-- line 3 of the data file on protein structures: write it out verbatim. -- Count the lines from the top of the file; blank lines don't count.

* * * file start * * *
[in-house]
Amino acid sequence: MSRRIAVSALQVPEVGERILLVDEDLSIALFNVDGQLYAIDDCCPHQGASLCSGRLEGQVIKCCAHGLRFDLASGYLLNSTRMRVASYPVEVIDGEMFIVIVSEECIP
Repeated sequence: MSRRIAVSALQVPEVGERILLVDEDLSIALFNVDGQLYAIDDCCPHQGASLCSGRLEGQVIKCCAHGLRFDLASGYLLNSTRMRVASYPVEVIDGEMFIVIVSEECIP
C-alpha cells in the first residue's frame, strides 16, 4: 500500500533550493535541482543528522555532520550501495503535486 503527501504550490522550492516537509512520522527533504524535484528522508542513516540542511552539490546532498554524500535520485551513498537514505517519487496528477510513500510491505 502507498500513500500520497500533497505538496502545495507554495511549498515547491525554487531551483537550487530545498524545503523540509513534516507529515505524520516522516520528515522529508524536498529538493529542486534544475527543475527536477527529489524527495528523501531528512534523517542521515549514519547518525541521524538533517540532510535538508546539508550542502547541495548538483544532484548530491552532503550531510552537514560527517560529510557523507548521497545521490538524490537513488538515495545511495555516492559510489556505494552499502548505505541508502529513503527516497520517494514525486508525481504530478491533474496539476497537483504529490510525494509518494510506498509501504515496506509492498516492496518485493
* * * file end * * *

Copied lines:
Repeated sequence: MSRRIAVSALQVPEVGERILLVDEDLSIALFNVDGQLYAIDDCCPHQGASLCSGRLEGQVIKCCAHGLRFDLASGYLLNSTRMRVASYPVEVIDGEMFIVIVSEECIP